Belfast: The Troubles

Tour Creator

Sean is a freelance writer, journalist and editor from County Tyrone, Northern Ireland. A former student of Queen’s University, Sean is now a part time resident of Belfast, splitting his…Read More Bio »



Remote Tour Included



No trip to Belfast is complete without an exploration into her sinister history. While the city and the country as a whole is now at peace, with a thriving culture and arts scene, bustling nightlife and wicked sense of humor, she still bears the scars of a brutal past.

This is a tour for those who want to better appreciate Northern Ireland, and understand how peace turned to war so dramatically, and to peace again — through reconciliation and outreach rather than oppression and surrender.

Walking through the culturally and historically rich West Belfast, through strongholds of both sides of the political divide lying just meters apart from one another, you’ll learn the story “The Troubles”, the euphemistic name given to a 30 year civil war. You’ll hear about the horrors of neighbors at war, communities burned to the ground and torn asunder, callous murders and bombings, unforgettable acts of resistance, political chaos and ultimately, the better side of the human spirit that brought and to the conflict, and fostered an environment where the people of Northern Ireland are now able to coexist in harmony.

Avoid the Crowds

Allows you to explore without having to be shoulder-to-shoulder in a large tour group

Created by an exceptional travel writer

Tour written by a travel writer from Belfast

GPS Directions

Easy-to-follow GPS directions to get you from one point to the next on your tour

Highlights include:

Bobby Sands Mural, The International Wall, and Bayardo Memorial

Remote Tour Included

As with all our tours, a remote tour is included that can be enjoyed from home


Belfast: The Troubles

  1. Bombay Street - In 1969, The Troubles devolved from civil disorder into incendiary violence. We’ll explore the reasons for the outbreak of armed conflict in Northern Ireland, the beliefs of each side, and how Bombay Street became embroiled in the early chaos.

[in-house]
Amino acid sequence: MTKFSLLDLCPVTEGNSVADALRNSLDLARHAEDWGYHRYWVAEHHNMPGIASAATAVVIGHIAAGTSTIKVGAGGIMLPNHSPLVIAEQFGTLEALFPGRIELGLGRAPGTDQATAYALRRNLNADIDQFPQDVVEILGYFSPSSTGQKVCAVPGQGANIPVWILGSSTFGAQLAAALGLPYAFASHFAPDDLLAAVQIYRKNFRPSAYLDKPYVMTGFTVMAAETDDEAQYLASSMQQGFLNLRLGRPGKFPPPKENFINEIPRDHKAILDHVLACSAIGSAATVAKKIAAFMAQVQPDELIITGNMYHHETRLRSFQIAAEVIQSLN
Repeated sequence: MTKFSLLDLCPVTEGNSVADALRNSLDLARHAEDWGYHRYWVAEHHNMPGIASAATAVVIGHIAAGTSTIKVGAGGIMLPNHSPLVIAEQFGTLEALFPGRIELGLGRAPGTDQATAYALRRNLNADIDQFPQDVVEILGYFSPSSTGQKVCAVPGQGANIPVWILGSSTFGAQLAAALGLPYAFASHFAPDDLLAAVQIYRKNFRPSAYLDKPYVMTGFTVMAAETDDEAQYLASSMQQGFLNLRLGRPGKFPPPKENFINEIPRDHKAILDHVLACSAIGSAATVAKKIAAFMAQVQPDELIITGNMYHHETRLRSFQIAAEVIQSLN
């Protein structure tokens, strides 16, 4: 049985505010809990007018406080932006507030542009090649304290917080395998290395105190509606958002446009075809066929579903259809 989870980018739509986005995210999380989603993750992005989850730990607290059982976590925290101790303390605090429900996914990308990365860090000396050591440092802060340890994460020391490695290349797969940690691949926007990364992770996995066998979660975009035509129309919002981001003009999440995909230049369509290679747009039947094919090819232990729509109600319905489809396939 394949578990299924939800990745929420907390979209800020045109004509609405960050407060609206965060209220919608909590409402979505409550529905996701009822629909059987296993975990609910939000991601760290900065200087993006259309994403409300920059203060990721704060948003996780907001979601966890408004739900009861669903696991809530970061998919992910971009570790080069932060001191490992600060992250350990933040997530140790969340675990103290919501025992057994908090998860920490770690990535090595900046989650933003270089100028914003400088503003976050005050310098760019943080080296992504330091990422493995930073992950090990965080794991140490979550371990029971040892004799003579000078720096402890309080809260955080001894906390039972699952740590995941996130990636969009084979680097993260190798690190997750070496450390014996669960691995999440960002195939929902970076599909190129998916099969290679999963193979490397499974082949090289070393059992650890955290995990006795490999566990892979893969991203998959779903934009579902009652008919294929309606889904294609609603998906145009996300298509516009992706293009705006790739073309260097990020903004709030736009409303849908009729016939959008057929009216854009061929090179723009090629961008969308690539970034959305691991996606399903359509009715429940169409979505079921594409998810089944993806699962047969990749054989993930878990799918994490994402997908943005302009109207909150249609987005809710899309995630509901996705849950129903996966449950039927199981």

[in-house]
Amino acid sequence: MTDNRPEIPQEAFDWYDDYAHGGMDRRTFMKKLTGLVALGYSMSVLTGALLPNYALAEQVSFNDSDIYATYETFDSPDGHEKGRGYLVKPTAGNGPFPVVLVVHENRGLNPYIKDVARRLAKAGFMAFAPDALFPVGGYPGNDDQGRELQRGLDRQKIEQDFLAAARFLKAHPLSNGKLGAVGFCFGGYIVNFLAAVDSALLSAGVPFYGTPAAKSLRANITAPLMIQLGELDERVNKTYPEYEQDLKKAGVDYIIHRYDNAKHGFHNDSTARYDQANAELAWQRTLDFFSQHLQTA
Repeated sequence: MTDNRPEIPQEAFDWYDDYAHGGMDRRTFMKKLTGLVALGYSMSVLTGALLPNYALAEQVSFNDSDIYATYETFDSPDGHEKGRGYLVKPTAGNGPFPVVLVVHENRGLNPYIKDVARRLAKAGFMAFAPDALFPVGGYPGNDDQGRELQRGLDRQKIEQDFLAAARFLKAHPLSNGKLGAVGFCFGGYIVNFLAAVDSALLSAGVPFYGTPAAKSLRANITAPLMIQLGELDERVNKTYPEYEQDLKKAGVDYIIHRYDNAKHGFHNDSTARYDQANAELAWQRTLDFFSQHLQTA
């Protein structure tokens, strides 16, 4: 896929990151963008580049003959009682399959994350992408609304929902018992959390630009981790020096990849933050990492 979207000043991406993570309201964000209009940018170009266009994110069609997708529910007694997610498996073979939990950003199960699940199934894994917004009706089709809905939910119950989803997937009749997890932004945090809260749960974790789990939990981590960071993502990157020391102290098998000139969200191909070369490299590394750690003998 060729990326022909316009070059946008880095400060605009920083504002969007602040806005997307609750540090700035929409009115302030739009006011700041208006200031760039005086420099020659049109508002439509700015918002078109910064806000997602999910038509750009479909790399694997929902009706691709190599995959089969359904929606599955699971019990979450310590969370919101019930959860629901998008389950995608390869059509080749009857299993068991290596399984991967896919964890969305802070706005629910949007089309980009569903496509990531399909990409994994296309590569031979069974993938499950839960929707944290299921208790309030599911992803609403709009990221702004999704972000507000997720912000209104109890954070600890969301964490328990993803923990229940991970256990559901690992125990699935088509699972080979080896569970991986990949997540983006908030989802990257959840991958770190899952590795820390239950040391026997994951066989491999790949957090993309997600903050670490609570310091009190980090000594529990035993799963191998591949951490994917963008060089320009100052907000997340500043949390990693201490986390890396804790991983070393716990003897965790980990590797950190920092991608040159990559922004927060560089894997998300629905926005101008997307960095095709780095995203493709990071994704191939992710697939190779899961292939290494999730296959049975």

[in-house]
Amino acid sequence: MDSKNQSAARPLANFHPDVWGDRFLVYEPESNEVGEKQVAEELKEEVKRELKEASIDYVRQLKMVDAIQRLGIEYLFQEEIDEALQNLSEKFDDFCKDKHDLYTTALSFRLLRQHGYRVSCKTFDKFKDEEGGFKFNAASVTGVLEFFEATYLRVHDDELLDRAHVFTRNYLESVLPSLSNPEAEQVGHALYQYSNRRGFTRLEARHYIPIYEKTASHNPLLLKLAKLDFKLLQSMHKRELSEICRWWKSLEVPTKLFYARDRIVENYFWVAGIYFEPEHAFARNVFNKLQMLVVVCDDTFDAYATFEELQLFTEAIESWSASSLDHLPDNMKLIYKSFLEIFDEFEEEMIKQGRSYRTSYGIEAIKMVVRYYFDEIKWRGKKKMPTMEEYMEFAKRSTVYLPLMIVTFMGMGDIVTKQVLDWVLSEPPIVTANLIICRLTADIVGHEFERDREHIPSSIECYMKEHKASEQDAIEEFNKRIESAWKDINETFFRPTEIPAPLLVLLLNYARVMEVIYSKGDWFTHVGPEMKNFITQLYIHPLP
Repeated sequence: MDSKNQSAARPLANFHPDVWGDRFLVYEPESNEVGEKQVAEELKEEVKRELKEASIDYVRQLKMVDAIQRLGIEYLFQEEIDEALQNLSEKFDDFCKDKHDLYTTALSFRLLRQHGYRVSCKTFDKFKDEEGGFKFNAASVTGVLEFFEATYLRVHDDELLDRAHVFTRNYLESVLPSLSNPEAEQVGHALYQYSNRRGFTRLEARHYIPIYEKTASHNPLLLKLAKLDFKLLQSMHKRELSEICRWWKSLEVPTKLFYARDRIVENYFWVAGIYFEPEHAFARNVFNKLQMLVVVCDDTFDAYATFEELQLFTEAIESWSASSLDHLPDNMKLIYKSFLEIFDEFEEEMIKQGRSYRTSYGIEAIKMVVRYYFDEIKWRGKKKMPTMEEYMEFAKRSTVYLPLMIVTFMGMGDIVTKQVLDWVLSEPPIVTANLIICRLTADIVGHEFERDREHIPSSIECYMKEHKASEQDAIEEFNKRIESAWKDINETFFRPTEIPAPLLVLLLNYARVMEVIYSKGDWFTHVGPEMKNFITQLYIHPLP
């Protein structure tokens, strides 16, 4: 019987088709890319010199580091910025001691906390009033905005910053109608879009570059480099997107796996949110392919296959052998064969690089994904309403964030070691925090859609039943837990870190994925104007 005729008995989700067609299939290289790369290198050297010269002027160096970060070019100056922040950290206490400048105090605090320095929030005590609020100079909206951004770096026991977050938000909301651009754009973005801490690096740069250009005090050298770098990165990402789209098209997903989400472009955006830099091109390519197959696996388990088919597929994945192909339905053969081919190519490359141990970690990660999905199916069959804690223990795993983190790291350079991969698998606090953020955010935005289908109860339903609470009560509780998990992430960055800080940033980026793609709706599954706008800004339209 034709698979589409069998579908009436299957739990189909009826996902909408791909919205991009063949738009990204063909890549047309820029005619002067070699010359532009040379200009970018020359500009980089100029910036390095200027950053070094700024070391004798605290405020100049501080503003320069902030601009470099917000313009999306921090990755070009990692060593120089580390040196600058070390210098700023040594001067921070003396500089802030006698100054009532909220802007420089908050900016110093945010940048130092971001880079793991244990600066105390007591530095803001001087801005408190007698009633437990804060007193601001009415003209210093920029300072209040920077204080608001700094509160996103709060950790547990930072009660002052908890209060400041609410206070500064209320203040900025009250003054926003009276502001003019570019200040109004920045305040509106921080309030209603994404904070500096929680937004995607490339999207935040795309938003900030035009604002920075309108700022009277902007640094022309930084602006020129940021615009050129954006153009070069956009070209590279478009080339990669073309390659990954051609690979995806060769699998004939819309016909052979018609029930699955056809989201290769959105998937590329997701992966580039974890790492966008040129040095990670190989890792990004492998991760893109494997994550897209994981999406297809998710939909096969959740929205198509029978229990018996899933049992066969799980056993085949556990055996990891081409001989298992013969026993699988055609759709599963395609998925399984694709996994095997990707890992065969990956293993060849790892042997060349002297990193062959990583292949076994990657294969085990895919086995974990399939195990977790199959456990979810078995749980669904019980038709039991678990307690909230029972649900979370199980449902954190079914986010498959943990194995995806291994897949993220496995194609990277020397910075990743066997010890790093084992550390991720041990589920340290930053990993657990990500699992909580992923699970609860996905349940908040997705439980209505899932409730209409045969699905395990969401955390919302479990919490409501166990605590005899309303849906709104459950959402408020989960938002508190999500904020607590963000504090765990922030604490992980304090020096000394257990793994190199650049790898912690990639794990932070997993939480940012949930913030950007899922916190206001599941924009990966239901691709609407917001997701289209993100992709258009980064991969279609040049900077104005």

2. Bobby Sands Mural - Hunger Striker Bobby Sands remains a divisive figure in Northern Ireland, canonized by one side and lampooned by the other. At this artful wall painting, we’ll dig into his life, death, struggles and motives.
  3. Garden of Remembrance - One of many memorials throughout West Belfast, this one is a stark reminder that this was a conflict experienced and fought by civilians as well as soldiers. At this landmark, we’ll also take a look at the role of women and children in war-ridden West Belfast.
  4. The International Wall - Since its inception in 2003, the ever-changing International Wall has become an important place for politically-inclined street artists to showcase their work, attracting thousands of visitors every month.
  5. Divis Tower - We’ll study how the Divis apartment block, recognized as the worst in Europe during the conflict, played a major role in The Troubles as both an Irish Republican stronghold and a British Army lookout.
  6. Colonel John Henry Patterson’s Mural - Marking our arrival into Protestant, Loyalist West Belfast, this tribute is much more than a mere political statement. While taking a wider look at Loyalism in Northern Ireland, we’ll also learn about the incredible life of this author, explorer, man of war and hunter. You’ll also find out why this British Irish soldier became an Israeli icon!
  7. Bayardo Memorial - The scene of one of many horrific attacks of The Troubles, we’ll look into the causes, details and fallout from this bombing which took innocent lives.
  8. Court Credit Union - What does a financial establishment have to do with a civil war? Nothing much in truth, but here is the site where Frizzel’s Fish Shop, believed to be a meeting place for top ranking Loyalist paramilitaries, once was. We’ll learn of yet another callous bombing attack right here.
  9. The Peace Wall - We finish our tour at the Peace Wall, a meeting place which separated two quarreling communities. When was it built, why does it still stand to this day and what is its cultural and political significance?

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